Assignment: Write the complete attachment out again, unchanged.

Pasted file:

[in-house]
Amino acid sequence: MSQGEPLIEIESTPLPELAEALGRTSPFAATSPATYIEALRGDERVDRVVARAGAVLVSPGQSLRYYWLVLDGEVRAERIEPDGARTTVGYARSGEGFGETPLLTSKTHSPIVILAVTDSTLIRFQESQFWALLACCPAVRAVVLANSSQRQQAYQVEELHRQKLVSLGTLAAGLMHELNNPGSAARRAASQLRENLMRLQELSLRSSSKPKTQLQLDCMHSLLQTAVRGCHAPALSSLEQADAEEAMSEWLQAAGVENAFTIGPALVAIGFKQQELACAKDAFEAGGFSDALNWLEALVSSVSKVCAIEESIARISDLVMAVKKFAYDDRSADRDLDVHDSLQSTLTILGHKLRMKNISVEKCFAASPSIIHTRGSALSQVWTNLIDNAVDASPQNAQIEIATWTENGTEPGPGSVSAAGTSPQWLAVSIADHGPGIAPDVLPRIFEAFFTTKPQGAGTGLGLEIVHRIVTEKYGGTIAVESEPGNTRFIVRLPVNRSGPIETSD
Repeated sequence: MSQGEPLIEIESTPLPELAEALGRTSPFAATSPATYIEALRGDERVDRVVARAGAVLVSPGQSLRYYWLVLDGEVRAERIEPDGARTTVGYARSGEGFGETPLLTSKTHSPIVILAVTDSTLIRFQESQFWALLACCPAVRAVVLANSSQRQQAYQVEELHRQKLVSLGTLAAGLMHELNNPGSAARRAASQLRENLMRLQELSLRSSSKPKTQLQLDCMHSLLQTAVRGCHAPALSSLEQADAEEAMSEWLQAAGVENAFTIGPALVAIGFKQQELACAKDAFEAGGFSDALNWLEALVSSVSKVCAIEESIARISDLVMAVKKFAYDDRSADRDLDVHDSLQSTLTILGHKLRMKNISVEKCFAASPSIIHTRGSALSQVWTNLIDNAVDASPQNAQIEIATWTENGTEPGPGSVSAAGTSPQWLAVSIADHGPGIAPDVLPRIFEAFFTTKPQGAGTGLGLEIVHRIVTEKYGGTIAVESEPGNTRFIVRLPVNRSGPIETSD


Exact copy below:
[in-house]
Amino acid sequence: MSQGEPLIEIESTPLPELAEALGRTSPFAATSPATYIEALRGDERVDRVVARAGAVLVSPGQSLRYYWLVLDGEVRAERIEPDGARTTVGYARSGEGFGETPLLTSKTHSPIVILAVTDSTLIRFQESQFWALLACCPAVRAVVLANSSQRQQAYQVEELHRQKLVSLGTLAAGLMHELNNPGSAARRAASQLRENLMRLQELSLRSSSKPKTQLQLDCMHSLLQTAVRGCHAPALSSLEQADAEEAMSEWLQAAGVENAFTIGPALVAIGFKQQELACAKDAFEAGGFSDALNWLEALVSSVSKVCAIEESIARISDLVMAVKKFAYDDRSADRDLDVHDSLQSTLTILGHKLRMKNISVEKCFAASPSIIHTRGSALSQVWTNLIDNAVDASPQNAQIEIATWTENGTEPGPGSVSAAGTSPQWLAVSIADHGPGIAPDVLPRIFEAFFTTKPQGAGTGLGLEIVHRIVTEKYGGTIAVESEPGNTRFIVRLPVNRSGPIETSD
Repeated sequence: MSQGEPLIEIESTPLPELAEALGRTSPFAATSPATYIEALRGDERVDRVVARAGAVLVSPGQSLRYYWLVLDGEVRAERIEPDGARTTVGYARSGEGFGETPLLTSKTHSPIVILAVTDSTLIRFQESQFWALLACCPAVRAVVLANSSQRQQAYQVEELHRQKLVSLGTLAAGLMHELNNPGSAARRAASQLRENLMRLQELSLRSSSKPKTQLQLDCMHSLLQTAVRGCHAPALSSLEQADAEEAMSEWLQAAGVENAFTIGPALVAIGFKQQELACAKDAFEAGGFSDALNWLEALVSSVSKVCAIEESIARISDLVMAVKKFAYDDRSADRDLDVHDSLQSTLTILGHKLRMKNISVEKCFAASPSIIHTRGSALSQVWTNLIDNAVDASPQNAQIEIATWTENGTEPGPGSVSAAGTSPQWLAVSIADHGPGIAPDVLPRIFEAFFTTKPQGAGTGLGLEIVHRIVTEKYGGTIAVESEPGNTRFIVRLPVNRSGPIETSD